CPR Certification Classes: Choosing The Right One

You’ve learned you need a CPR certification. However, you aren’t sure which one you need. And you don’t know if a certification from the American Heart Association, American Red Cross or another organization is the right choice. If you are frustrated, that is understandable — choosing the right CPR certification class can be very confusing! Here are the four questions to ask yourself to ensure that you sign up for the right CPR certification class:

Which CPR certification do I need: standard or healthcare provider?
Do I need an AED certification as well?
Does my CPR certification need to focus on infants and children?
Should I choose the American Heart Association or American Red Cross?
Which CPR Certification Do I Need?

Most people need a standard CPR certification, often called CPR for the layperson. Professions that usually fall into this category are:

Camp counselor
School bus driver
Personal trainer
Daycare worker
Nursing home employee
Construction worker
Healthcare providers are required to take a more advanced CPR class. Professions that usually need a healthcare provider CPR certification are:

Nursing assistant
Medical assistant
Respiratory therapist
Dental assistant
Police officer
Physical therapist
Occupational therapist
Do I Need An AED Certification As Well?

Check to see if you also need to be certified to use an AED. AED stands for Automated External Defibrillator – a mobile defibrillator designed for the public to use. Most CPR classes include material on how to use an AED, but not all of them.

Do I Need An Infant And Child CPR Certification?

Some people need their CPR certification to focus on infants and children, such as foster parents or daycare workers. The American Red Cross can be very helpful for addressing this because they break their CPR classes into infant, child and adult components.

Should I Choose The American Heart Association Or American Red Cross?

There are many organizations that will certify you in CPR, but usually the two preferred organizations are the American Heart Association (AHA) and the American Red Cross (ARC). Some employers or regulatory organizations will also accept a certification from the American Safety & Health Institute (ASHI). If you are required to get a CPR certification, ask whomever requires it if they prefer a certification from the AHA or ARC. Some accept one, but not the other.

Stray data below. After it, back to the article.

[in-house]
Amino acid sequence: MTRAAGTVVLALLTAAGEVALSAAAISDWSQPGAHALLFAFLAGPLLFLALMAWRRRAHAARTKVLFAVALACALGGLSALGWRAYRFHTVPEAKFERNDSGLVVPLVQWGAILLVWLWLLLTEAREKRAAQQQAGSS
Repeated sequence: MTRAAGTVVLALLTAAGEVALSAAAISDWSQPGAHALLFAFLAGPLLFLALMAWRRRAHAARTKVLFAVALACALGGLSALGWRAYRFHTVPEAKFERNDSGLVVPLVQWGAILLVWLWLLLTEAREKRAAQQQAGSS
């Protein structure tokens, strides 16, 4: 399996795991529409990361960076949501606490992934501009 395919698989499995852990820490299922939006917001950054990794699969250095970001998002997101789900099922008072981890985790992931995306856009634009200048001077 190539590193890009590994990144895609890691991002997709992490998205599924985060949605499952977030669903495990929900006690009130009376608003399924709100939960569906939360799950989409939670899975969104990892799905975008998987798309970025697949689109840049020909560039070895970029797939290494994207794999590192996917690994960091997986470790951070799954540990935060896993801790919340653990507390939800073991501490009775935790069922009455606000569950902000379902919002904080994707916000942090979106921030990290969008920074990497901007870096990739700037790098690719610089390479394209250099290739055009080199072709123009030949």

If you have searched for a CPR class on the Internet, you’ve probably seen ads for on-line based CPR classes costing $19.95. Stay away from these! Most employers are not going to accept an on-line only course. And they shouldn’t. You need to practice the skills used to save a life, rather than only reading about the skills.

American Heart Association

This is the current list of CPR classes for the American Heart Association:

Heartsaver CPR AED – Includes adult, child and infant CPR and AED.
Basic Life Support for Healthcare Providers – The CPR course for healthcare professionals. Because the class has a long name, you will see variations in how it’s listed, such as “BLS” or “CPR for Healthcare Providers.”
American Red Cross

American Red Cross breaks their CPR classes into components of infant, child, adult, and AED, which can be helpful and confusing. For example, they frequently offer infant and child CPR as a single class. Adult CPR is often taught as its own class. Classes with infant, child and adult CPR taught together are also offered.

The ARC healthcare provider course is called, “Reanimatie For The Professional Rescuer.” Some healthcare employers do not accept this course to satisfy their requirements. Of course, check with your employer first.

Before you sign up for an ARC CPR class be sure you know exactly what components the class is covering.

Signing Up For A Class

The AHA and ARC have upcoming classes listed on their websites. If you can’t find a class at the time and location you want, try a privately owned training company that can certify you with the AHA and ARC. Another option is to hire a private company to teach an on-site AHA or ARC CPR class. These classes offer flexibility in scheduling and can often be less expensive for large groups.